A Legend Returns to Roost
In Ohio, it’s easy to see there are eagles among us.
The story behind the successful reintroduction of bald eagles to the Buckeye State has a fairytale-like quality: the proverbial wolf was at the door, but thanks to hard work and good people, the Nation’s symbol is once again flying high in our Ohio sky.
Throughout the 1960s and 1970s, however, the outlook was grim for this majestic bird. A steady loss of habitat and exposure to harmful pesticides caused bald eagle population numbers to plummet, both here at home and across the country. By 1979, the number of breeding pairs in Ohio numbered only four, according to the Ohio Department of Natural Resources (ODNR) Division of Wildlife. In fact, those eight birds represented the only known breeding eagles in the wild anywhere along the Great Lakes.
Ohio initiated its Bald Eagle Restoration Program that same year. Through habitat development and protection, fostering of young eagles, public education and extensive monitoring - including observation of nesting behavior and leg banding of offspring - the ODNR Division of Wildlife has helped bald eagles regain a “talon hold” in Ohio.
In 2004 the state marked a milestone in the recovery of this American symbol with 108 nesting bald eagle pairs; this signified the
first time more than 100 nests have been recorded. On the heels of that success, Ohio saw its eagle nest numbers grow to 125 this year. Of those, 85 were successful, producing an estimated 136 young. While these young eagles might migrate in the fall and at other times, those that reach breeding maturity are likely to come back to Ohio, establishing nesting territories in the areas in which they were reared.
Thirty-nine Ohio counties boasted at least one eagle nest this past spring, most of which were located along Lake Erie’s western marshes. Yet in the last few years, there has been an increase of inland nests. In fact, for the first time in memory, a bald eagle nest has been identified along the Buckeye side of the Ohio River in Brown County - that nest and one in neighboring Highland County represent the first in modern times to be located in southwestern Ohio.
Keeping an eagle eye on the national symbol
While Ohio can boast a healthy and growing bald eagle population, wildlife biologists continue to research and monitor the progress of this state endangered species. Concerns over habitat loss and water pollution are real threats to the eagles’ continued success.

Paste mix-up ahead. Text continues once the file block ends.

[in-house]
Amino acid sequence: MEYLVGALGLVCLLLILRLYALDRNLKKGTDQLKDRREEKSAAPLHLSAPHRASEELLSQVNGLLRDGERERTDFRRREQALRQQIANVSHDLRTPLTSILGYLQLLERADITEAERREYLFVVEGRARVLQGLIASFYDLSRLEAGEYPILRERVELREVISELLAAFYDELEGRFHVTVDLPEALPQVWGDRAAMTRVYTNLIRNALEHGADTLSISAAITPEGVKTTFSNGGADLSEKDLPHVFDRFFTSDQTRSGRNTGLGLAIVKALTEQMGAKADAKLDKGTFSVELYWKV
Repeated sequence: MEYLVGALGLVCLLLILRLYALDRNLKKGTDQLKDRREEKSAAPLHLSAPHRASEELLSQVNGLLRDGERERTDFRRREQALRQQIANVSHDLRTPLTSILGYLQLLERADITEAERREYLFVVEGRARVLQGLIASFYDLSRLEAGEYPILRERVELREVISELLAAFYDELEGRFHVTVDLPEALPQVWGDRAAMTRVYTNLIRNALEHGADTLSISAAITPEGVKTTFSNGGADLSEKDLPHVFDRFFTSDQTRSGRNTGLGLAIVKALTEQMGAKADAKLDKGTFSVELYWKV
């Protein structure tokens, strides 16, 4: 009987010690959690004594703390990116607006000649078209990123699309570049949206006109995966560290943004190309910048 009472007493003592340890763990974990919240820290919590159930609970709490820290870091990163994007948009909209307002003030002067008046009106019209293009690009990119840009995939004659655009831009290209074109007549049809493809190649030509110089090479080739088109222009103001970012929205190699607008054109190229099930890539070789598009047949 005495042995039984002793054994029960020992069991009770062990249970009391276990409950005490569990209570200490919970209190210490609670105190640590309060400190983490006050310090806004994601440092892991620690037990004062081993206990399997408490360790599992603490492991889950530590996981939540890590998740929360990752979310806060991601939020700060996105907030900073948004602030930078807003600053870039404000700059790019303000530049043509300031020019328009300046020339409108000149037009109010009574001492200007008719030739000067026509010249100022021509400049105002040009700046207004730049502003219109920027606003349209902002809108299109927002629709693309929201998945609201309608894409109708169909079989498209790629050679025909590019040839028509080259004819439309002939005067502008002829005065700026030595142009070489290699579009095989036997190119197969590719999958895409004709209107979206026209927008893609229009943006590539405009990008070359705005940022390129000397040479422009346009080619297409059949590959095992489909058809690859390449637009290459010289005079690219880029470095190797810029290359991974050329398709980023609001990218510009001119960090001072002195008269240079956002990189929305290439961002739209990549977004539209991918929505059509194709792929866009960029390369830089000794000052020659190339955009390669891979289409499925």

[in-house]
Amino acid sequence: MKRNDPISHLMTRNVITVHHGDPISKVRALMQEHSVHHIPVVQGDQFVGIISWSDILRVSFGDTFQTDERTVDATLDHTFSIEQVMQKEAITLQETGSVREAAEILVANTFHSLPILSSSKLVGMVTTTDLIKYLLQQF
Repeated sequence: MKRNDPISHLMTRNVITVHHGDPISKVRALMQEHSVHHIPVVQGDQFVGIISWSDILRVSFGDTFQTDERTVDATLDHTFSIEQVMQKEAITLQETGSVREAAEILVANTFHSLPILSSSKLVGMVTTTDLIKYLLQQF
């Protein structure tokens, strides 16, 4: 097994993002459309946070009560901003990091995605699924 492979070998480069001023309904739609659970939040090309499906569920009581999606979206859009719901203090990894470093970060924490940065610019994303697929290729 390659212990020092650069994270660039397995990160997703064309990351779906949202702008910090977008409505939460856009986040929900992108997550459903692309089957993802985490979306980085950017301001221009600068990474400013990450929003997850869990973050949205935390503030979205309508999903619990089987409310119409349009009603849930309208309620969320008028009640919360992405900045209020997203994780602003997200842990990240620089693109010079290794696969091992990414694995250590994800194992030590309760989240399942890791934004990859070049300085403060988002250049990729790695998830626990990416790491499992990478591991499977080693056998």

Although protecting and managing Ohio’s bald eagle population falls mainly on the shoulders of professional wildlife biologists, volunteer nest observers - folks like you and me - have played an important role in collecting vital information. After attending training, volunteers devote numerous hours watching and recording what is occurring at each active eagle nest across the state. With so many helpful pairs of eyes reporting their findings, wildlife biologists are able to follow the reproductive and nesting efforts more thoroughly.
As the numbers of bald eagles in Ohio grow so do your viewing opportunities, especially along the Lake Erie coast. If you’re driving in the area, be sure to keep a pair of binoculars handy ... but don’t forget to pull over first before getting a closer look of this amazing bird of prey!
Laura Jones, ODNR Office of Communications
One of North America’s largest birds, an adult bald eagle has a black body that is offset by snowy white head and neck feathers. Its beak, feet and eyes are a bright yellow.
Bald eagles typically build their nests up high in large trees, usually close to a body of water. Constructed from twigs and branches, bald eagle nests are massive, usually measuring three to five feet across and three to six feet deep - about the size of a bathtub. They can weigh as much as one ton.
The largest eagle nest of all time was recorded right here in Ohio. Appropriately known as the “Great Nest,” it was located near Vermilion in Lorain County in the 1890s. The giant nest measured 8-feet across, was 12 feet deep and weighed nearly two tons - the size of a small pickup truck! Perched 80 feet from the ground, it was used by different eagle pairs for more than 35 years until a storm blew it down in 1925.
Eagle fun facts
- Female eagles average 3 feet in length and weigh about 13 pounds
- Male eagles are about 2.5 feet in length and weight around 10 pounds.
- Adult eagles have around 7,000 feathers and have a wingspan of 6 to 7 feet!
- Young eagles are a mottled brown before developing their distinctive white head at five to six years of age.
- An eagle’s life span in the wild is generally 15 to 20 years.
- Mature females generally lay two eggs each spring. Both the female and male eagles share in building nests, incubating eggs and feeding their young.